Rowmark Heavy Weights - HDPE panels

(Don Sieburg) #1

Checking-in to see if anyone has had experience routing this amazing sign material. The material is extremely strong and has impressive ratings for weather resistance. However, I am having a difficult time achieving crisp edges on my engravings due to “feathers” left behind by the cutter that are really difficult to remove. The spec sheets on the material suggest slowing the speeds & feeds way down to avoid melting which I have tried without success. I believe my DeWalt 611 on the “1 setting” is still about 16,000 RPM. My cutters are new… end mills work better than v-bits. Has anyone used this material… any suggestions?
Thanks… Don

(Daniel Loughmiller) #2

How many flutes on the vbit? If it’s >1 see if you can find a single flute comparable bit as that will more or less ‘slow’ the cut down further

(Jerry Gray) #3

I recently cut some parts with the xxl.
The feeds and speeds are in the description, and was using a regular old straight flute, router bit. 1/4".
1/4", 2fl, router slotting bit. 19153 rpm 119/59 ipm, feed/plunge. .2" DOC.


(Don Sieburg) #4

Thanks Dan… both my v-bit and end mills are the 2 flute variety. I’d even be happy if I could figure out a way to effectively scrape off the feathers, but they are tenacious!!
I will try your suggestion.

(Don Sieburg) #5

Thanks Jerry… I will admit the outside edges cut using an end mill were better than inner engraving letters for example. And, the end mill did better than a v-bit.
PS… it appears you made some serious chips too!!

(Julien Heyman) #6

Hi Don, I have had correct results in HDPE using those settings:

6.35mm square endmill (#201 from Carbide3D) => 12000 RPM + 1250 mm/min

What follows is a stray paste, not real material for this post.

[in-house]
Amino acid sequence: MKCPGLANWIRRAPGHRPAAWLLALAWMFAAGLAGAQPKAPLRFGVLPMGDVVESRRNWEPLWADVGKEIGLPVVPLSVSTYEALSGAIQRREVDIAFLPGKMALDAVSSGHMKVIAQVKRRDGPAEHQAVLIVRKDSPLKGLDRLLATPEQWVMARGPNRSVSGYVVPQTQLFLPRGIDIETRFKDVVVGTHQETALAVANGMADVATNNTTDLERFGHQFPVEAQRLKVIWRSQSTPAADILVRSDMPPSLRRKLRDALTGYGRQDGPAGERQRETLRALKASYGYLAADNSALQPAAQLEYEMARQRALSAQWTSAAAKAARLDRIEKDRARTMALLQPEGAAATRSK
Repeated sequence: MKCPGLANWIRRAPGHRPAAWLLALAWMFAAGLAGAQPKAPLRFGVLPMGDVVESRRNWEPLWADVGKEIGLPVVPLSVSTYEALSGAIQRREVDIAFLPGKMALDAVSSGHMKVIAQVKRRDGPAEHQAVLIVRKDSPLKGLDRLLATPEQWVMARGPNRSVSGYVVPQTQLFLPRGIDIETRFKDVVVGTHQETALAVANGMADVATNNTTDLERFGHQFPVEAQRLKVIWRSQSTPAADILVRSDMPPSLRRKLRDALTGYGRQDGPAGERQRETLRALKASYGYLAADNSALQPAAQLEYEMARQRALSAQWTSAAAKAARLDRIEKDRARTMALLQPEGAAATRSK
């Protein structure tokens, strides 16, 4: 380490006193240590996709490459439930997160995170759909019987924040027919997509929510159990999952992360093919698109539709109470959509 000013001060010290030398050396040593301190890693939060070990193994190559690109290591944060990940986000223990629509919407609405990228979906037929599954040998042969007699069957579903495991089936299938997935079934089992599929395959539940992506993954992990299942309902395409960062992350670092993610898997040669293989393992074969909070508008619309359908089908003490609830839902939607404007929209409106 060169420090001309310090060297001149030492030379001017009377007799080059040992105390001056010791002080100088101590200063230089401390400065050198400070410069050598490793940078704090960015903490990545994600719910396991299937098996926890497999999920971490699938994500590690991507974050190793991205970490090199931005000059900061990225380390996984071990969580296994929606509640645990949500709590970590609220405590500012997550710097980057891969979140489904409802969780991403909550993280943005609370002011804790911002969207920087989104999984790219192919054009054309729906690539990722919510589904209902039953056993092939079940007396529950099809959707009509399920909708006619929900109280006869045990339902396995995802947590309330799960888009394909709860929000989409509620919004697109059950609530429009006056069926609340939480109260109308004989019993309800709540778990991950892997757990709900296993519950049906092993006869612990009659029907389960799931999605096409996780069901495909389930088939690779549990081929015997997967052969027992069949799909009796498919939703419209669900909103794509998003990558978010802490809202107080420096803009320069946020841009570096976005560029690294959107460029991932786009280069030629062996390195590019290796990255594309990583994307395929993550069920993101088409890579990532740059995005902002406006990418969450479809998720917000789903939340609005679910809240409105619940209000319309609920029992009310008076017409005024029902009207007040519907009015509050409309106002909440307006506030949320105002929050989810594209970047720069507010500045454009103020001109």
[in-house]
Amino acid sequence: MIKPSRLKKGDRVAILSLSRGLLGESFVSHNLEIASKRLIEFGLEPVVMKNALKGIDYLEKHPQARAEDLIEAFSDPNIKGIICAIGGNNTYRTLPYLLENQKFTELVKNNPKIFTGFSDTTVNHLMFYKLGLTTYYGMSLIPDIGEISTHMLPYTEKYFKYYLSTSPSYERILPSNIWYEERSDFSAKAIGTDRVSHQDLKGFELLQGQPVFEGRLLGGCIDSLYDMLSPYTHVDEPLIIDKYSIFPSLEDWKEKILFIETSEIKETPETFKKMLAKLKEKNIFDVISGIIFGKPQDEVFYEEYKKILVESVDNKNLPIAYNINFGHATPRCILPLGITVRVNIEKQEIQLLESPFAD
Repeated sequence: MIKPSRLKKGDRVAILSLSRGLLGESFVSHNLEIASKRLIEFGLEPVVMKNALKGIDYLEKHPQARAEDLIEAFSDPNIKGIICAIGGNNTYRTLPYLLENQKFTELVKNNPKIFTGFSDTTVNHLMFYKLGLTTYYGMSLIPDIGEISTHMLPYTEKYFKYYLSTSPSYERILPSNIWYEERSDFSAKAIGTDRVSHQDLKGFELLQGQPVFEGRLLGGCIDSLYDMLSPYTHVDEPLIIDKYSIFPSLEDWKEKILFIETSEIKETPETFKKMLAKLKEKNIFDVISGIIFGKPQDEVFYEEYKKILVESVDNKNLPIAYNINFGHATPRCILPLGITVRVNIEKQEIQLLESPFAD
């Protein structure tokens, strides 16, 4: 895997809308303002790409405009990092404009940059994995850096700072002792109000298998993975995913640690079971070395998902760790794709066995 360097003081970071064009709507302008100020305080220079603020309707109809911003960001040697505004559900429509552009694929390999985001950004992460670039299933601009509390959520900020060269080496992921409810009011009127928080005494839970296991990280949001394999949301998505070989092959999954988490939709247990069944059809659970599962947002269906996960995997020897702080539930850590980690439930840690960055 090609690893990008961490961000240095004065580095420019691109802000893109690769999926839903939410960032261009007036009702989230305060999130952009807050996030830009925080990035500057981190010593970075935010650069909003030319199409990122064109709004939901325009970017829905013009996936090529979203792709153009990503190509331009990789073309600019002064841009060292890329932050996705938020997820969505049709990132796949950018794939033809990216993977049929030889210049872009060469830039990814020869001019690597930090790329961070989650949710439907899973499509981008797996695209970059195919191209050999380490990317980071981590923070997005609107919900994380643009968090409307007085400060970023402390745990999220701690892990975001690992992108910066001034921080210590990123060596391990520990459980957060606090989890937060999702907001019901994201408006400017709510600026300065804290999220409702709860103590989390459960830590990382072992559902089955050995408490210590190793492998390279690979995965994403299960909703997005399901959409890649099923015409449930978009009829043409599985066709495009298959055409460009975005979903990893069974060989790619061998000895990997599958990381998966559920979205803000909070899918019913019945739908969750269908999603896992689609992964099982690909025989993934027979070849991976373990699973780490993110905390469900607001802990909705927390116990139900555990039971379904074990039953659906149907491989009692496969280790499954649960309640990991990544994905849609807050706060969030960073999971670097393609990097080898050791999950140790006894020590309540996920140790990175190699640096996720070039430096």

This is for the Makita, for the Dewalt you should put it at min RPM (can’t remember the value) and adjust (increase) the feed rate accordindly

My experience is that “slowing the speeds & feeds” actually means INCREASING the feed rate, since there is a practical lower limit to RPM on our routers on the Shapeoko (even more so on the Dewalt than on the Makita). To avoid melting, and since RPM will be at its min value, the only way to avoid overheating/melting is therefore to move faster.

(Don Sieburg) #7

Hi Julien, I think part of my problem is the Rowmark “Heavy Weights” HDPE is a 3 ply construction with contrasting layers for making signs. Since I cannot slow the DeWalt 611 less than 16000 RPM (or can I?), would I be better of getting a Makita router? In the meantime, I will try your suggestion of increasing the feed rate. Perhaps too, I’ll need to reduce the “depth per pass”?
I appreciate your input.

(Jerry Gray) #8

Its important to increase the feed rate so as to cool and not melt. Its when you feed too slow that the bit stays in one place too long, and melts the plastic.

(Josh Hartung) #9